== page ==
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S & H International Opera Review

Beethoven, Fidelio (concert performance), Soloists, San Francisco Symphony, Michael Tilson Thomas, Davies Symphony Hall, San Francisco, May 29, 2004 (HS)

Tina Kiberg, Leonore
Robert Gambill, Florestan
Paul Plishka, Rocco
Tom Fox, Don Pizzaro
Eric Cutler, Jaquino
Anna Christy, Marzelline
Daniel Borowski, Don Fernando

For purely orchestral glory, it was hard to beat what Michael Tilson Thomas and the San Francisco Symphony whipped up for this semi-staged performance of Beethoven's only opera. The Symphony Chorus came close, providing thrills of their own in the joyous final scene but, with the exception of baritone Tom Fox's powerfully sung, villainous Don Pizzaro, the cast managed to get through the score unscathed but without great vocal distinction. In the end, Beethoven's supremely uplifting music carried the day in this, the final program of the orchestra's Beethoven's Vienna festival.

Still, the sounds of last year's semi-staged opera, Wagner's Die Fliegende Hollander, remain sharply etched in the memory, a stunning example of why a great cast (including Mark Delavan and Jane Eaglen) is worth the effort. The Fidelio bunch had its moments, but the only real vocal glories in this performance belonged to the chorus. "O, gott! Welch ein augenblick," the magnificent hymn to joy that opens the final scene, practically levitated the audience. I looked around me to find everyone grinning -- exactly the effect Beethoven wanted.

Most of the cast never came close to such sublime vocalism. They all had the right idea of what their words and music were about, but they lacked that final level of vocal polish. Danish soprano Tina Kiberg in the title role managed to control a broad vibrato that often made her sound hooty, especially when she needed to cut through dense ensembles. Still, her "Noch heute" came off as properly ecstatic. American tenor Robert Gambilli, whose program bio identifies him as a bel canto specialist, was working hard to keep things moving, never a good thing in a role we are accustomed to hearing from a heldentenor. He strained for the high notes in Florestan's Act II prison scene, which fits the drama but takes away some of the music's power.

As the younger pair of lovers, soprano Anna Christy and Eric Cutler, both fresh from American opera training programs, showed stage presence but never quite blended into trios, quartets and ensembles as seamlessly as they could have. That might have been partly because veteran American bass Paul Plishka, as Rocco, barely could corral his near-wobble of a vibrato. Plishka knows the role, however, and his sheer musicality and dramatic experience made up for what his aging voice lacked. Polish bass Daniel Borowski might have looked too young for the jailer's role, but his sturdy bass would have been welcome in more music than his walk-on in the final scene.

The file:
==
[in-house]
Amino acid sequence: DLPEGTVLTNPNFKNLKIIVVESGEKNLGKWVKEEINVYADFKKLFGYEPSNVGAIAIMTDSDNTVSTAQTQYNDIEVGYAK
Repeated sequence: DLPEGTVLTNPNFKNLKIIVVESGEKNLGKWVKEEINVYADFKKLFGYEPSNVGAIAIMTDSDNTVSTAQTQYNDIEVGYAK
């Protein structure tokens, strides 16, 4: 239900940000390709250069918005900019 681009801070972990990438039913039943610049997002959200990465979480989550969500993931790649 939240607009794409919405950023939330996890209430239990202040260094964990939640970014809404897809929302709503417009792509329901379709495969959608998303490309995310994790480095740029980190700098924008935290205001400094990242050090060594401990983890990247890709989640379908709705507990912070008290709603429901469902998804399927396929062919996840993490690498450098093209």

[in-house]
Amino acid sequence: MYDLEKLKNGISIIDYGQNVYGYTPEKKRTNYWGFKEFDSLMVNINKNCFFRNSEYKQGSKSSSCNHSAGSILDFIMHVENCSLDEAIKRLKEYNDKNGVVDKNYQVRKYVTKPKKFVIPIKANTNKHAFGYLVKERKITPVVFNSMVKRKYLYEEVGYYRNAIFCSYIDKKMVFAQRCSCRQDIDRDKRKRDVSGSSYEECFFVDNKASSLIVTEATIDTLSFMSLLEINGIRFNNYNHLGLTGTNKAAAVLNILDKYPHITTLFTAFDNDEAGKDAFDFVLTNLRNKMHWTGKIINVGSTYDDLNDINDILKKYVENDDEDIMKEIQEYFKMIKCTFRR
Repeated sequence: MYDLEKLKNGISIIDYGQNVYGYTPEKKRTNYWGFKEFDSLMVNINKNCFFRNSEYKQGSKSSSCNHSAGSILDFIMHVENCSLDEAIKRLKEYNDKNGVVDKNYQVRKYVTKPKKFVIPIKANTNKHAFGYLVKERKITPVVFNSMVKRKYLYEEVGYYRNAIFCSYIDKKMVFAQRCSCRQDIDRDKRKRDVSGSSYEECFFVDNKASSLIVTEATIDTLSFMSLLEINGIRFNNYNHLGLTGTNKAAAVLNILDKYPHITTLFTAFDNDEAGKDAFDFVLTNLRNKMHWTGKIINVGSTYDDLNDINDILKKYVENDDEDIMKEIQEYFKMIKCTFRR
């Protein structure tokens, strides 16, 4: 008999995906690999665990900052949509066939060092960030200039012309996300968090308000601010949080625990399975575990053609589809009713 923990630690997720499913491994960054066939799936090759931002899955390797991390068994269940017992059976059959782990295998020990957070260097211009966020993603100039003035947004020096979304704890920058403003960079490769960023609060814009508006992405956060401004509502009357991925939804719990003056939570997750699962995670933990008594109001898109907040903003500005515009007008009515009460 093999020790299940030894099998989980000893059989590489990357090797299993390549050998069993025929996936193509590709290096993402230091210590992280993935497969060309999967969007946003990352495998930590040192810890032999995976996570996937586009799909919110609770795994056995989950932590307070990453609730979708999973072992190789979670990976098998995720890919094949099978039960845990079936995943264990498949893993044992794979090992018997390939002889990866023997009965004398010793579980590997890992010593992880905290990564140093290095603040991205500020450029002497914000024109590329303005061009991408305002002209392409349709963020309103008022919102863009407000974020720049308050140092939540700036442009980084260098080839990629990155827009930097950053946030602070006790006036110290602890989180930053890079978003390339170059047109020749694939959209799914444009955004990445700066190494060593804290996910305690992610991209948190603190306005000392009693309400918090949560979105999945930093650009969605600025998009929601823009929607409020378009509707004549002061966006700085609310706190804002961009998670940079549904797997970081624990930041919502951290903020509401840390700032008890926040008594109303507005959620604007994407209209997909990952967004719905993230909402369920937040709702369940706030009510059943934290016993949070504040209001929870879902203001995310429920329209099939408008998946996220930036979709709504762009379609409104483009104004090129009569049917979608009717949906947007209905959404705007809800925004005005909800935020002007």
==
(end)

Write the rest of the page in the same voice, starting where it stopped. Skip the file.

Vocally, the strongest link was Fox. His baritone may not be as rich and flexible as it once was, but it has the heft and the color to traverse Beethoven's music with ease. He also knows how to play a villain without resorting to Snidely Whiplash mustache stroking. He just stands ramrod straight and looks pityingly at everyone else on stage.

Davies Hall had been fitted out with ranks of lights, positioned just below the floating plastic sound reflectors over the stage, and a few suggestions of stone arches and perspective-skewed prison bars. An arch high at the back provided a glimpse of sky (painted on a scrim). A platform ran through the orchestra separating the string sections from the winds and percussion, connected to the chorus seats surrounding the stage by staircases. The action used the setting effectively.

To avoid long stretches of dialog, some (mercifully uncredited) soul hatched the idea of employing a narrator. That would have been fine, but whoever wrote the script decided to go well beyond a summary of what would have been said on stage. Much of the narration sounded like extensive program notes -- bad program notes -- delivered with over-the-top histrionics by actor L. Peter Callender, a regular with the California Shakespeare Company. Digressions about Beethoven's life and what the opera was "about" are better left to the program book and the listener's own mind. It's a measure of how powerful the music-making was -- especially from the orchestra and chorus -- that in the end even the intrusive narration could not diminish the trajectory of emotion from the depths of the dungeon at the beginning of Act II to the ecstasy of the finale.

Harvey Steiman


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